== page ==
Jan. 28, 2016
- Associate Professor Paul Dauenhauer has won the inaugural Rutherford Aris Young Investigator Award for Excellence in Chemical Reaction Engineering by the International Symposium on Chemical Reaction Engineering (ISCRE). This prestigious award recognizes outstanding contributions in experimental and/or theoretical reaction engineering research of investigators in the early stages of their careers. In the past decade, Dauenhauer has made transformational contributions to chemical reaction engineering research in the areas of biomass catalysis for renewable chemicals and solid fuel reaction engineering. His research activities have led to major breakthroughs published in the premiere scientific journals (Science, JACS, and Energy & Environmental Science). His independent research has been supported by prestigious young investigator awards (e.g., NSF CAREER and DOE Early Career Awards) and punctuated with the development of breakthrough research techniques, such as Thin-Film Pyrolysis, for probing the mechanisms underlying the conversion of biomass.
Dauenhauer’s research activities in the field of renewable chemicals have revealed an entirely new method for sustainable production of key chemicals for the polymer industry. His group has developed techniques for converting biomass-derived sugars by Diels-Alder cycloaddition into all of the major six-carbon aromatic chemicals, including p-xylene, toluene, phenol, and ethylbenzene. In key research publications, Dauenhauer and his co-workers describe the fundamental catalytic chemistry which can enable a biorefinery to produce a full array of chemical products. This discovery enables the renewable chemicals industry to shift its focus from functional replacements (i.e. new chemicals from biomass) to direct replacements (i.e. molecules from biomass that are identical to those being derived from petroleum). His work is currently one of the focal areas of a DOE Energy Frontiers Research Center, the Catalysis Center for Energy Innovation.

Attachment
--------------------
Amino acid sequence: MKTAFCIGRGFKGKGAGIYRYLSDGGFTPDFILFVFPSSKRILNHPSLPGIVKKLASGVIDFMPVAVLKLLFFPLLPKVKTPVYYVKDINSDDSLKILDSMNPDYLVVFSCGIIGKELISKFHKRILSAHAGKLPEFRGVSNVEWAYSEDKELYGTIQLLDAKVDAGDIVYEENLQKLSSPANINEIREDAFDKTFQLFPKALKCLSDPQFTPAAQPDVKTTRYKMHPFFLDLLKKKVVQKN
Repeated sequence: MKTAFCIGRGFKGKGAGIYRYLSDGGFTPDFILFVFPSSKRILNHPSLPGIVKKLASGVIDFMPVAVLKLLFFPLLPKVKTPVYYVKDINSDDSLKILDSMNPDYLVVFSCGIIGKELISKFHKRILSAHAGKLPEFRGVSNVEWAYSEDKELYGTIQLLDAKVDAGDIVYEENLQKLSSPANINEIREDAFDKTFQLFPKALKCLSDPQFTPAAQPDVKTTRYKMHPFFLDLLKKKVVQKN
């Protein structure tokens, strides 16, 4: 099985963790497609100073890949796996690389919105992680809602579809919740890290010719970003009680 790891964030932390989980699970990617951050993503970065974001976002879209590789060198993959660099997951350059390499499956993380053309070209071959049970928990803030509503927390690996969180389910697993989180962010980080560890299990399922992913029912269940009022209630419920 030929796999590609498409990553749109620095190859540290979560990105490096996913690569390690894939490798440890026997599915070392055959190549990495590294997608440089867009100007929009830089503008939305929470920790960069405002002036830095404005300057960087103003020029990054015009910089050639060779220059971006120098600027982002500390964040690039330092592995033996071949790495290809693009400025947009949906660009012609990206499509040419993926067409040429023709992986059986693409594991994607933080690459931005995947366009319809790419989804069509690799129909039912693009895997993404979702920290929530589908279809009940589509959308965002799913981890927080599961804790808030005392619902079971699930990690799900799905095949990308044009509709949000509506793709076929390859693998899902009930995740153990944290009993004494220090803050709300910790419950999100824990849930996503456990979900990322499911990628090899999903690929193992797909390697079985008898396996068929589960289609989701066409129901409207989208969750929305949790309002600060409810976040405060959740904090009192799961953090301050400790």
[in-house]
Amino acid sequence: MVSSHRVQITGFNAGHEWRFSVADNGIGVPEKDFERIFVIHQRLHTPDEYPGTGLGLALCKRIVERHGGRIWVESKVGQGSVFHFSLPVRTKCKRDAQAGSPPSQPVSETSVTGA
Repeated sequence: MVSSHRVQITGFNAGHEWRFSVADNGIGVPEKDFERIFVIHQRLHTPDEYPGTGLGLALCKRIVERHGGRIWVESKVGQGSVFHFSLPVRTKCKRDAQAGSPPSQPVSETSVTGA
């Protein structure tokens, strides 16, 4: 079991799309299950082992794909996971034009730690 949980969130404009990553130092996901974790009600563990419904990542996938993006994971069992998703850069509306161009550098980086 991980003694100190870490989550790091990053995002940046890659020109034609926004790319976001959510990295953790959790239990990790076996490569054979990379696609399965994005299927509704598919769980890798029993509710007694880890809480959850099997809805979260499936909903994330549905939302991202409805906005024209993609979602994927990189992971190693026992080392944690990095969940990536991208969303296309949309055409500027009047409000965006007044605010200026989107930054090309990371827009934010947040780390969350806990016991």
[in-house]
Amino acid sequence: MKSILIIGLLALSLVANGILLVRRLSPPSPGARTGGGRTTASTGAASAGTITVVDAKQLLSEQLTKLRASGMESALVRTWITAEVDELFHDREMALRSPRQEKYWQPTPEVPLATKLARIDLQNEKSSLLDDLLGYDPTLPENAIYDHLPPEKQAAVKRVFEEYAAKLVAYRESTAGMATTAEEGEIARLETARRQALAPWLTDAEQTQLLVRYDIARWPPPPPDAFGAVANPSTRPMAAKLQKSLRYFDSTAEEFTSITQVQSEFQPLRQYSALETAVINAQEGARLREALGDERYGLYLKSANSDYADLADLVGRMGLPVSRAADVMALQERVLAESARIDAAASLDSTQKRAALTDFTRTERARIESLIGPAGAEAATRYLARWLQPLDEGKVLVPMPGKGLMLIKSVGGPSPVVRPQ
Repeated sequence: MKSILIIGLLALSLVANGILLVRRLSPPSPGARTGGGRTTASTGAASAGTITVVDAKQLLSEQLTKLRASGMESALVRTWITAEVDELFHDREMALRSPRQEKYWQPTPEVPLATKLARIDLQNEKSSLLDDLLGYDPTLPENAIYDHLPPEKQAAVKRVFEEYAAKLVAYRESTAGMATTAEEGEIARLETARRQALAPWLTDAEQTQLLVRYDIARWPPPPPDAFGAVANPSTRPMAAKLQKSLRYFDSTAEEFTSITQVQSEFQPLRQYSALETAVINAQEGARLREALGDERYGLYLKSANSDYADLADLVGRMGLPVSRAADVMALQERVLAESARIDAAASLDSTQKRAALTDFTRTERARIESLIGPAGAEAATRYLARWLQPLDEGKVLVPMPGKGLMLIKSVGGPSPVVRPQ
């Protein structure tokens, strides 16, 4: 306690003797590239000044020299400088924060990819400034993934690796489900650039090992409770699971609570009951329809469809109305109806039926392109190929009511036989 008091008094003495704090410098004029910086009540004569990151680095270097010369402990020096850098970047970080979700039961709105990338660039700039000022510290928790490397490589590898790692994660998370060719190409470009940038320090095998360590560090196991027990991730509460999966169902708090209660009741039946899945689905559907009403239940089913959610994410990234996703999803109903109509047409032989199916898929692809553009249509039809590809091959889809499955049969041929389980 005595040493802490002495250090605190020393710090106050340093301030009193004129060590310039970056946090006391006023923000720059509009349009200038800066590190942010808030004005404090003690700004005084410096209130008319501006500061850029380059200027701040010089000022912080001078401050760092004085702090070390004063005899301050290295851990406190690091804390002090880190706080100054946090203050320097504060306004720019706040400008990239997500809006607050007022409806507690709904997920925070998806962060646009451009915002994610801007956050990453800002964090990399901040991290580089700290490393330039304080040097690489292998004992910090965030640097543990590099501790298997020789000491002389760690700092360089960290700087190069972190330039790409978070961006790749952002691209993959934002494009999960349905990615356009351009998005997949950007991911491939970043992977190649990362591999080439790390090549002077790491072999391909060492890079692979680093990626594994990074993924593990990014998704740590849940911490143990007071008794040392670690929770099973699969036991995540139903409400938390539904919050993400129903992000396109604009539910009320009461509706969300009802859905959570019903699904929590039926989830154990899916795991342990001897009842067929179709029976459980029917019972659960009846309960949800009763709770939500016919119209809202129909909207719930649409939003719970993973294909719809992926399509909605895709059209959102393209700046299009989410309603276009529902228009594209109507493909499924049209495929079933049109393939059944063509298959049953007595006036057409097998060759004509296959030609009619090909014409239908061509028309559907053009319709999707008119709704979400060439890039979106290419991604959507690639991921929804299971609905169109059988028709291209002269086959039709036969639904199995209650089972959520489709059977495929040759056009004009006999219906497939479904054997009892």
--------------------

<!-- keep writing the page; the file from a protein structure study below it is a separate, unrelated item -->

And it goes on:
Rutherford Aris (1929-2005) was a Regents Professor Emeritus of Chemical Engineering and Classics at the University of Minnesota. Aris had an enormous impact on the field of chemical engineering through his publications (13 books and more than 300 research articles), teaching and advising (he received prestigious teaching awards and mentored more than 65 master’s and Ph.D. students), and his influence on the directions of the profession. Among Aris’ most important technical contributions are his detailed explanations for sudden temperature runaways and oscillating behavior of processes involving chemical reactions. His work in this area led to better design and control of potentially explosive chemical processes and safer industrial operations. From the beginning of his career, he led the way in developing new mathematical techniques for optimizing and controlling chemical manufacturing processes and teaching these new methods to engineering students and industrial practitioners. His work on chemical kinetics and chemical reactor design provided a deeper understanding of observed phenomena and allowed much improved design of chemical processes. Today we have safer, more cost-effective, and more energy-efficient industrial manufacturing because of Aris’ discoveries, teaching, and influence on his field.
Related Link: http://iscre.org/ISCRE24/aris.shtml